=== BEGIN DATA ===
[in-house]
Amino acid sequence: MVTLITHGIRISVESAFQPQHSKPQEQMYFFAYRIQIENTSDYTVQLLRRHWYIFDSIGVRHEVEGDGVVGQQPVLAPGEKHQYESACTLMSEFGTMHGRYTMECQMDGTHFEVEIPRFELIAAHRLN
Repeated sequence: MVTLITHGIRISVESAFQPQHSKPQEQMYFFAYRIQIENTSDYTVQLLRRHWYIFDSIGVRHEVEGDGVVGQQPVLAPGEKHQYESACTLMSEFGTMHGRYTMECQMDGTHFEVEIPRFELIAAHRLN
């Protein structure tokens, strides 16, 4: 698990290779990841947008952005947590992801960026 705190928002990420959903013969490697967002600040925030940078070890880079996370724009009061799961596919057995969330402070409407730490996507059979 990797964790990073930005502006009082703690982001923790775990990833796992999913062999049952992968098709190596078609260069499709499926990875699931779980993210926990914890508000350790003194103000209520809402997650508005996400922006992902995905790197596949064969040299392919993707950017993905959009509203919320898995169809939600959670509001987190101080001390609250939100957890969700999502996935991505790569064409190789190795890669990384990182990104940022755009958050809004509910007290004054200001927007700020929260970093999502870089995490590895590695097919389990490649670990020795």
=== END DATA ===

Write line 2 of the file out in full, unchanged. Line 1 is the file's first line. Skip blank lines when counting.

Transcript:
Amino acid sequence: MVTLITHGIRISVESAFQPQHSKPQEQMYFFAYRIQIENTSDYTVQLLRRHWYIFDSIGVRHEVEGDGVVGQQPVLAPGEKHQYESACTLMSEFGTMHGRYTMECQMDGTHFEVEIPRFELIAAHRLN